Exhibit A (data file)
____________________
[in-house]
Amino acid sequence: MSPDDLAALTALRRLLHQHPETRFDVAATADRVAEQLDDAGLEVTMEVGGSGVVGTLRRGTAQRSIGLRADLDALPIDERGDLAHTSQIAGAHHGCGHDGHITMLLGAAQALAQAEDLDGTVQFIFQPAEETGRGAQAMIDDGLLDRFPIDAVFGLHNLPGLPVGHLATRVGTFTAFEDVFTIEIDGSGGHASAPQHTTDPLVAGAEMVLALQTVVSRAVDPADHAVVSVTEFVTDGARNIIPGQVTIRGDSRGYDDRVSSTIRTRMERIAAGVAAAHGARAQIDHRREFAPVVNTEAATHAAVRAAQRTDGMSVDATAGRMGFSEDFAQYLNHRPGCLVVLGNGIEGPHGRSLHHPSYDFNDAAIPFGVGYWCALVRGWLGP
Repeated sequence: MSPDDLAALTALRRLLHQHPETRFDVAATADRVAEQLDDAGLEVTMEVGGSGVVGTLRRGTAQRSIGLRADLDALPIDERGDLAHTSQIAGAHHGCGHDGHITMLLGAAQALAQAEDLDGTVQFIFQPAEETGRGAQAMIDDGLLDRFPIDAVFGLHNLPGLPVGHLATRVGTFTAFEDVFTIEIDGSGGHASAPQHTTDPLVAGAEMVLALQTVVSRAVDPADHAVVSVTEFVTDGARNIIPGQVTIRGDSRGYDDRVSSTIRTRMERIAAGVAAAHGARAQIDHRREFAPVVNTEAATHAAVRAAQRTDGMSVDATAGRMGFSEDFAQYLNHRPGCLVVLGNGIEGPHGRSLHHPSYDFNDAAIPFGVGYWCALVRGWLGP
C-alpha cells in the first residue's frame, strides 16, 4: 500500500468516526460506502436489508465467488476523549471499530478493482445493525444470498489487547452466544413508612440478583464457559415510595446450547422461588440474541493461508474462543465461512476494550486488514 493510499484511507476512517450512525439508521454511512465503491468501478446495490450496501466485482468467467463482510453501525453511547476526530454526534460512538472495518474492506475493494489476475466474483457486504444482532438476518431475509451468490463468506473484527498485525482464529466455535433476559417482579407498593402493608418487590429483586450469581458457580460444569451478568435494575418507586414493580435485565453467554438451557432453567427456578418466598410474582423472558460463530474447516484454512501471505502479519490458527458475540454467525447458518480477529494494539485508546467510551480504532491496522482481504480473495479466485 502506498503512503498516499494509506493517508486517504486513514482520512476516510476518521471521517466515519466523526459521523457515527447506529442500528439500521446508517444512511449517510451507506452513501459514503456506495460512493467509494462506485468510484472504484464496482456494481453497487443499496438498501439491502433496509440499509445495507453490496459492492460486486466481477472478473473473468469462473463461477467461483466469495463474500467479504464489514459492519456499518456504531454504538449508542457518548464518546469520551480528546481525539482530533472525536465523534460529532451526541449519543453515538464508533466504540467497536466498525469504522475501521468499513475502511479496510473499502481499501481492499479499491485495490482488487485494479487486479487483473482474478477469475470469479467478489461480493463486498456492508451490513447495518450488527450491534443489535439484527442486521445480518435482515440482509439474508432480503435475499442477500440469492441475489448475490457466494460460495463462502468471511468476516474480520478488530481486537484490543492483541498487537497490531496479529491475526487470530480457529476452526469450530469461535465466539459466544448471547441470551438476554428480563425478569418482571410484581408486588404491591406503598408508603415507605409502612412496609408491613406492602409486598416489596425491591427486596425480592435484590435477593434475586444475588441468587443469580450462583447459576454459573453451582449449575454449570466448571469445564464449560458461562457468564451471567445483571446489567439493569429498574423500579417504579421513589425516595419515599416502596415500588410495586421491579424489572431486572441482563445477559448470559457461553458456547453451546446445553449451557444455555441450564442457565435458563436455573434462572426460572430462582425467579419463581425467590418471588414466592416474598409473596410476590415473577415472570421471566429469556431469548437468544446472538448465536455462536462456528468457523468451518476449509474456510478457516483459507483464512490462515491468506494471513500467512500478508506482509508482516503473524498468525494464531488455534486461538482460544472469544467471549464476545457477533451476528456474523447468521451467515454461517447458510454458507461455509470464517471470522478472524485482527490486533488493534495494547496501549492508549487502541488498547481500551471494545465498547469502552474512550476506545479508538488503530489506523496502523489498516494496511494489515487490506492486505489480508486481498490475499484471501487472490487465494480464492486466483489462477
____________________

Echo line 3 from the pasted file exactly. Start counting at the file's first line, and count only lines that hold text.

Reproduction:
Repeated sequence: MSPDDLAALTALRRLLHQHPETRFDVAATADRVAEQLDDAGLEVTMEVGGSGVVGTLRRGTAQRSIGLRADLDALPIDERGDLAHTSQIAGAHHGCGHDGHITMLLGAAQALAQAEDLDGTVQFIFQPAEETGRGAQAMIDDGLLDRFPIDAVFGLHNLPGLPVGHLATRVGTFTAFEDVFTIEIDGSGGHASAPQHTTDPLVAGAEMVLALQTVVSRAVDPADHAVVSVTEFVTDGARNIIPGQVTIRGDSRGYDDRVSSTIRTRMERIAAGVAAAHGARAQIDHRREFAPVVNTEAATHAAVRAAQRTDGMSVDATAGRMGFSEDFAQYLNHRPGCLVVLGNGIEGPHGRSLHHPSYDFNDAAIPFGVGYWCALVRGWLGP